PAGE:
Dongbei holds a special place in modern China. Made up of the three provinces Liaoning, Jilin and Heilongjiang, Dongbei was both the military launching point for the communist takeover of the country beginning in late 1948, as well as the industrial base of Maoist China. Thanks to comprehensive infrastructural development during the 14-year Japanese occupation beginning in 1931, Dongbei’s industrial sector was well primed when the communists took power in 1949. Rich in oil, coal and iron ore, and armed with an infrastructure ready to process them, Dongbei quickly developed its heavy industries and became the model of industrialization for the rest of the country.
But since 1978, when capitalist market reforms began bringing China in line with the global economy, Dongbei’s GDP as a percentage of the national total has plummeted from 14% to 6.8%. Comparatively, the coastal province of Guangdong climbed from 5.4% in 1985 to 11% in 2015. Considering that Liaoning’s provincial governor admitted in January to having inflated fiscal data by at least 20% between 2011 and 2014, there’s a good chance the regional economic situation is even worse than previously reported.
Numerous factors have contributed to the region’s decline, China’s shifting economic model among them. As the country opened its doors to the world in the 1980s, the central government focused on developing the infrastructure of the coastal provinces to boost international trade. Although Dongbei shares three international borders, they are with Mongolia, Russian Siberia and North Korea — all ailing economies. To make matters worse, the heavy industries that once made Dongbei the pride of China are today mostly stagnant, state-owned enterprises that have trouble keeping up with the flexibility of the private sector, and which have fallen on particular hard times in recent years as the world turns away from polluting industries.
The obvious parallel to the Midwestern United States has earned Dongbei the moniker “China’s Rust Belt.”
Of course, Dongbei’s stagnation has not gone unnoticed by the central government. Since the early 2000s, talk of a great plan to “Rejuvenate the Old Dongbei Industry Base” has been appearing in party propaganda, but as of yet no significant change has occurred. And Xi Jinping’s Belt and Road Initiative — a development strategy to revive ancient trade routes and increase cooperation with neighboring countries — seems focused on developing the infrastructure of China’s western provinces, through which the majority of overland trade will pass.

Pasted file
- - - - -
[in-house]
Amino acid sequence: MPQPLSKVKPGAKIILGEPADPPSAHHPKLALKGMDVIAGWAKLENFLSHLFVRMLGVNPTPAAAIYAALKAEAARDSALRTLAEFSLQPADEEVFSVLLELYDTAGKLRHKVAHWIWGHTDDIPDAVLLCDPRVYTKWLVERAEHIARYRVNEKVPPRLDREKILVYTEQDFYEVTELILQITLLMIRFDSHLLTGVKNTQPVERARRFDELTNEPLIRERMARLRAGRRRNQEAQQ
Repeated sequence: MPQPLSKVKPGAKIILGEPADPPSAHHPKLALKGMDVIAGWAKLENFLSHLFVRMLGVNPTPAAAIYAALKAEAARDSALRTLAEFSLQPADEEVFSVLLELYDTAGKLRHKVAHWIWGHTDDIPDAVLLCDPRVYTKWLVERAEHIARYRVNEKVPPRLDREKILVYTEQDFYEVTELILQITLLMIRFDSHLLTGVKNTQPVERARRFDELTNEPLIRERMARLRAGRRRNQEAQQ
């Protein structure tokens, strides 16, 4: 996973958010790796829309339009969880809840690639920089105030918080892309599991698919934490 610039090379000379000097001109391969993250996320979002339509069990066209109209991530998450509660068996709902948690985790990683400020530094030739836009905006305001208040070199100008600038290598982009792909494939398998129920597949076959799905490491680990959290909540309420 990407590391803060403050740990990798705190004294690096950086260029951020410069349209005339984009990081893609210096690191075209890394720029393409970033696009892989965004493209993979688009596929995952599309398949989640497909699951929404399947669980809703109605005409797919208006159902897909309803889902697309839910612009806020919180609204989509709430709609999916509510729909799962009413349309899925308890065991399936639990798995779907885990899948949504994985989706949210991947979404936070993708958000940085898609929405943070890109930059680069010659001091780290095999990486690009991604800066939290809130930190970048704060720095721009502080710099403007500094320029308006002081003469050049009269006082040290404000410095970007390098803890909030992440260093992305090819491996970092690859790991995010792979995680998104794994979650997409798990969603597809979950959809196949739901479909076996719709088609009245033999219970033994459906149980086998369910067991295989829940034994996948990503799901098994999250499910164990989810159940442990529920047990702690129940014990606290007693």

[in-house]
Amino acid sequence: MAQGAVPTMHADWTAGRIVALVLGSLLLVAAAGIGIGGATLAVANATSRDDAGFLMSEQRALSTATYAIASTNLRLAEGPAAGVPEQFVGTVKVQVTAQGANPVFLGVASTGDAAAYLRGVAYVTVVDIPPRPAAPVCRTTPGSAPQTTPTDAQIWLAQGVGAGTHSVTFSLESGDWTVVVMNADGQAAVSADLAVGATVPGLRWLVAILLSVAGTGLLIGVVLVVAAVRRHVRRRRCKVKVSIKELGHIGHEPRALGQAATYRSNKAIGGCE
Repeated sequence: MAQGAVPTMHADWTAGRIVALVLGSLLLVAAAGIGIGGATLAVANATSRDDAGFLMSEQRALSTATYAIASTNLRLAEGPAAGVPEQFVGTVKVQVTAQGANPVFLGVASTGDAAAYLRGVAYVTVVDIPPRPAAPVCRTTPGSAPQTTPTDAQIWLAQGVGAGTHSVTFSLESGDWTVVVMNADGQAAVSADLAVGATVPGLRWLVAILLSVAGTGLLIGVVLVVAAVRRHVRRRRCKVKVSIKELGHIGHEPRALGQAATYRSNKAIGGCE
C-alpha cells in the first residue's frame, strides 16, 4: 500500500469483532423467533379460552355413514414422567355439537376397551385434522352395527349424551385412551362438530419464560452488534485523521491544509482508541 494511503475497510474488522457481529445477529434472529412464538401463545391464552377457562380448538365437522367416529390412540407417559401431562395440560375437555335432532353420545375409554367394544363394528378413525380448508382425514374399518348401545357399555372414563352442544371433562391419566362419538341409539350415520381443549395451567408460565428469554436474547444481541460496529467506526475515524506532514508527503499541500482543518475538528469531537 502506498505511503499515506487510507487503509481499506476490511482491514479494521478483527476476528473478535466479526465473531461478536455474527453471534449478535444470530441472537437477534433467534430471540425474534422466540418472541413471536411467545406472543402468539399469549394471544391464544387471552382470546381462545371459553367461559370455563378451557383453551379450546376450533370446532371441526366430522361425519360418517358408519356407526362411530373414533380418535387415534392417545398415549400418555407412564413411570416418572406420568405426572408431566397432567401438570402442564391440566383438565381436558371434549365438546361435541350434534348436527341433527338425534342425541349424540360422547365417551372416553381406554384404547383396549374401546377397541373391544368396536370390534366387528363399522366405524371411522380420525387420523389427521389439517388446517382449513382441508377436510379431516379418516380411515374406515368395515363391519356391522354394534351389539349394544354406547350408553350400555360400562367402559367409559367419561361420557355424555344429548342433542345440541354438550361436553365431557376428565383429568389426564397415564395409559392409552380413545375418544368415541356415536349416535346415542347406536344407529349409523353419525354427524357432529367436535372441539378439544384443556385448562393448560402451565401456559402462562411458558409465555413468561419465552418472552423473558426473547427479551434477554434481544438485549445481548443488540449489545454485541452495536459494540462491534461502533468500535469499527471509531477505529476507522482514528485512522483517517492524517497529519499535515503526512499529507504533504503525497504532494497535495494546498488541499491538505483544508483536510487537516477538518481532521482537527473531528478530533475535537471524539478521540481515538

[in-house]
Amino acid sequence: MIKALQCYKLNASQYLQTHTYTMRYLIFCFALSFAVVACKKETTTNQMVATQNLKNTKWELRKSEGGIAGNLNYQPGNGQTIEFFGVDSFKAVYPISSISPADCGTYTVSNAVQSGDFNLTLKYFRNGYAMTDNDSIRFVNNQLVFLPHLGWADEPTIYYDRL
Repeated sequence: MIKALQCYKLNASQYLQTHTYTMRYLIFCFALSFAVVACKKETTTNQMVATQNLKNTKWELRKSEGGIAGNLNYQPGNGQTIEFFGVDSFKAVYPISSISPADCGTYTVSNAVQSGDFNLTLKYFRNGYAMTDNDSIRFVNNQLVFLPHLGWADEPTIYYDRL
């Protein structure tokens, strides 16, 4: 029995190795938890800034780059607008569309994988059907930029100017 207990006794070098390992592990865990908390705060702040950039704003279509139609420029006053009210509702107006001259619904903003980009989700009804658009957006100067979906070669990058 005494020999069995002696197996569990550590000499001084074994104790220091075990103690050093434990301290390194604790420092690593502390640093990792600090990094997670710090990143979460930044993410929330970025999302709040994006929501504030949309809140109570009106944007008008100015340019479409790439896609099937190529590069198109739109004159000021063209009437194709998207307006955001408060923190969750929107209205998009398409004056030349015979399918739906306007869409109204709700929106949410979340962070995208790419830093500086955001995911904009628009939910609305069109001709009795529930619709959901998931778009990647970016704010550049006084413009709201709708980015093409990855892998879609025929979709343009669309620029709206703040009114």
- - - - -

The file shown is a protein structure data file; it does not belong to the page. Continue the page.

Still, there are options. Zhang Yifan, a professor in Dongbei’s College of Humanities and Sciences of Northeast Normal University, shared how the regional governments could boost GDP growth: “The Belt and Road Initiative is mostly about selling out of China, about exporting or even using our capital to build up other economies so that China will benefit in the long run, but Dongbei has Heilongjiang province, which neighbors Russia.”
Russian Siberia is replete with two of China’s most sought-after resources: oil and timber. Hundreds of years of exploiting domestic timber resources, sharply accelerated during the frenzied industrialization of the Mao and reform eras, has left China severely deforested. On the petroleum front, China’s domestic fields have become unable to keep up with market demand in recent years and the country has become the world’s largest net importer of crude oil.
A second option is to expand trade with South Korea. Because of its proximity to the Korean peninsula, Dongbei is home to millions of Chinese Koreans, especially Jilin province. “The region is crowded with people who already speak the language,” Zhang said. “They go to South Korea to work, and South Koreans come here for business. There’s this connection that already exists.”
The problem of course is the recent souring of relations between the two countries. The deployment in the past year of the United States’ Terminal High Altitude Area Defense (THAAD) system in South Korea has drawn sharp criticism from China’s foreign ministry, who argued it could be used by the U.S. to spy on their own defense systems. This has prompted a backlash by Chinese consumers, who have been encouraged by state-owned media to organize boycotts against South Korean products. The central government has even gotten involved by banning tour groups to South Korea and closing legitimate Korean businesses in the mainland for alleged safety violations.
The final and perhaps most alarming threat to a stable and prosperous Dongbei is the region’s impulsive neighbor: North Korea. According to NBC, China keeps up to 250,000 troops operating in Dongbei, many of whom are stationed on the 1,400-kilometer border shared by the two countries. One reason many analysts have put forth to explain China’s continued support for North Korea is the fear of a refugee swarm into Dongbei were the Kim regime to collapse.
Of the three provinces that make up Dongbei, Liaoning is by far the wealthiest. The province’s 2,110-kilometer coastline has been earmarked for development in recent years by the central government as part of the Belt and Road Initiative. Jilin and Heilongjiang aren’t as lucky. Landlocked and heavily dependent on traditional industries, they should instead focus on reforming their cumbersome state-owned enterprises and nourishing the links they already have with Russia and South Korea. Rich in resources and infrastructure, Dongbei has the potential to reclaim its economic dynamism, but to do so it will need to forge its own development model distinct from the southern coastal powerhouses.
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